In ECMAScript, it is possible to call a function of a method with more or less arguments than declared formal parameters. Calling a function with less arguments is not allowed in N4JS (unless the parameters are declared as optional). The definition of "override compatible" is, therefore, a little bit different in N4JS.

In N4JS,f' is override comptabible to f (or its type is a subtype of the type of f), if

  1. it has the same name (in case of method override)

  2. it has the same number or less of parameters, or superfluous parameters are optional

  3. the type of each parameter of f' must be a subtype of the corresponding parameter of f

  4. its return type is a subtype of the return type of f , or f has no return type (it’s void).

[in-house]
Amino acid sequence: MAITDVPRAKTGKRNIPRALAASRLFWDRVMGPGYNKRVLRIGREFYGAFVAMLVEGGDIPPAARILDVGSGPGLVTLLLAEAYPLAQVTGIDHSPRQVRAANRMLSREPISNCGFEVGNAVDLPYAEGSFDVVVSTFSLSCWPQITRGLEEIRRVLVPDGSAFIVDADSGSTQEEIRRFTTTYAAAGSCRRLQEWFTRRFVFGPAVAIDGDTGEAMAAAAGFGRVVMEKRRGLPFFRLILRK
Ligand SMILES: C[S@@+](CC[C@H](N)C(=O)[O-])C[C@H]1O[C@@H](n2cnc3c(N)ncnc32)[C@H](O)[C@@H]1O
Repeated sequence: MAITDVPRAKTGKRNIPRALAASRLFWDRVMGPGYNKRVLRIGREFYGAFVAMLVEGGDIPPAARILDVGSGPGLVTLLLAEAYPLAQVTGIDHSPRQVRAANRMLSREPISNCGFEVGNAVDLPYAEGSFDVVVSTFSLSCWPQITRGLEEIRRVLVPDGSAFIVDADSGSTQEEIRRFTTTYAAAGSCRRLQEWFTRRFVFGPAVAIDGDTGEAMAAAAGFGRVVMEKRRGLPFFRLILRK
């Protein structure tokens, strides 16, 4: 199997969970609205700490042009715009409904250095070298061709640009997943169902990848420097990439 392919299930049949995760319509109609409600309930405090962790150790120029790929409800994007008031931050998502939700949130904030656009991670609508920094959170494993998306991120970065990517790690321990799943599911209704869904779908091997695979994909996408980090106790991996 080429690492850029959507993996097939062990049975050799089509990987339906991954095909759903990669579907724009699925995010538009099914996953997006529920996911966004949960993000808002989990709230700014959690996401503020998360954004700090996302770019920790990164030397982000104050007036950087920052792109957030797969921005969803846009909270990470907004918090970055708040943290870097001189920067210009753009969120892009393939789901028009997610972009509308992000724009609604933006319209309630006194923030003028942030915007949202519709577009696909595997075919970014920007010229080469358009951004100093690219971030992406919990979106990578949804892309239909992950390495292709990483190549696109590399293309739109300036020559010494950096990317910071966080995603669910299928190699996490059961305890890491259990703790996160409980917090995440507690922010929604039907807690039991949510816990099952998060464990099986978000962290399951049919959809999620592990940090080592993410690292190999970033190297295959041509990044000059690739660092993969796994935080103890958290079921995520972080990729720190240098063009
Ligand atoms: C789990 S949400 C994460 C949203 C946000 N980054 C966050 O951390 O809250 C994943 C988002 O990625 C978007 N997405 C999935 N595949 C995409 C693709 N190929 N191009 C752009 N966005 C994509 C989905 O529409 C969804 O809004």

For example, the following code is correct in N4JS while it would cause compile errors in Java:

class A {
  foo(s: string): void {}
class B extends A {
  foo(): number { return 0 }


There is no method overloading in ECMAScript and therefore there cannot be overloading in N4JS. In order to 'emulate' overloading to a certain degree, union types and optional parameters can be used.

Static Members

In Java, a static member of a class can be accessed either

  1. via the declaring class (or a subclass)

  2. via an instance

In N4JS, a static member can only be called via the declaring class.

Note that the this literal is bound to the class (to the constructor function, in fact). This enables static polymorphism as shown in the next example:

class A {
  public static s() { console.log("A.s"); this.t(); };
  public static t() { console.log("A.t"); };
class B extends A {
  public static t() { console.log("B.t"); };


This will print out


The last line in particular may be surprising for Java programmers.